BWW Reviews: Buglisi Dance Theatre Raises Social and Political Issues at the Joyce Theatre
Buglisi Dance Theatre, a company founded and directed by former Martha Graham dancer Jacqulyn Buglisi, celebrated its 20th anniversary show this past week at the Joyce Theatre. The second evening of the show on Wednesday night, February 6th,was comprised of four of Buglisi's works and a solo, Zjawa, choreographed by guest Katarzyna Sharpetowska.
The evening's show brimmed with technically beautiful dancers, dramatic costumes and lighting. Hints of Buglisi's Martha Graham lineage were very present throughout. Another fresh aspect of this show was the intense and emotive performance the dancers provided throughout; especially founding company members Terese Capucilli and Virginie Mecene who were also Graham dancers. They both exuded performance qualities that are rare in today's dancers.
While the evening's dances were beautiful and lovely to watch, a few moments in the show brought up certain questions for me. In many of Buglisi's dances the men act as support for the women, creating beautiful sculptures of limbs and fabric. In Threshold, choreographed by Buglisi in 1991, the male dancer, Kevin Predmore, spends the entire piece lifting and manipulating the female dancer, Virginie Mecene. While this duet is extremely beautiful and touching, towards the end of the piece I felt that I wanted to see more of Predmore's own ability. In Caravaggio Meets Hopper, choreographed in 2007, there is a moment where the men have their own section of virtuosic dance, which is strong and athletic, yet gorgeous, and leaves you wanting more. However, throughout the rest of the evening the only time the men appeared was with the entire company on stage or when lifting the female dancers'. While the lifts are beautiful and add presence, I can't help but wonder why such talented and technical male dancers are used for the sole purpose of lifting the female dancers.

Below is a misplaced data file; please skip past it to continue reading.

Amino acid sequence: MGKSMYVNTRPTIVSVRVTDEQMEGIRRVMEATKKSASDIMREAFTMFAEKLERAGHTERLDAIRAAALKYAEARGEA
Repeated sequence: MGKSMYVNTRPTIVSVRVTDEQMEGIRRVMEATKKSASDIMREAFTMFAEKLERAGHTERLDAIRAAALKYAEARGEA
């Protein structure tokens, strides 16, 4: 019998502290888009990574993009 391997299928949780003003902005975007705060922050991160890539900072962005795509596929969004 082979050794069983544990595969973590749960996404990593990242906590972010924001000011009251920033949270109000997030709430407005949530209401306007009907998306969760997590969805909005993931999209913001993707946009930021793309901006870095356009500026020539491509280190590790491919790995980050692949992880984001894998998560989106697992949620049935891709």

Another question raised for me was the connection between dance and social issues brought up in Buglisi's new work, Butterflies and Demons, which began with Buglisi's collaboration with the Coalition Against Trafficking in Women and was dedicated to her cousin's daughter who was "kidnapped and burned alive." According to the program, human trafficking is now the third largest growing criminal business in the world, and while I think that this dance came from Buglisi's personal place of interest I found myself wondering if choreographers have to take a stance on social issues if they choose to create a dance about them.
Watching this dance, I found myself feeling utterly detached from the issue that Buglisi was trying to illustrate. If I hadn't read the excerpt in the program I wouldn't have known that this piece was about human trafficking. It could have been about many things: the current struggle with the economy, gender equality, war, rape, etc. The dance itself was confusing: the dancers wore pedestrian clothing; the men chased the women as they ran away and were repeatedly caught. For the latter section of the piece, the entire cast was on stage twisting and writhing together in a struggle against- I'm not sure what.
In the end I felt a void. If Buglisi was going to create a dance about a social and political issue, I wished she would have made a stronger statement. I felt that creating a dance where the message pivots around the horror of human trafficking was very redundant. Was her point to simply bring awareness to the issue of human trafficking or is it perhaps that the art form of dance can only strike so many chords? While it is my belief that human trafficking is a relevant issue in today's political, economic, and social platform, Butterflies and Demons just wasn't the right dance to articulate it.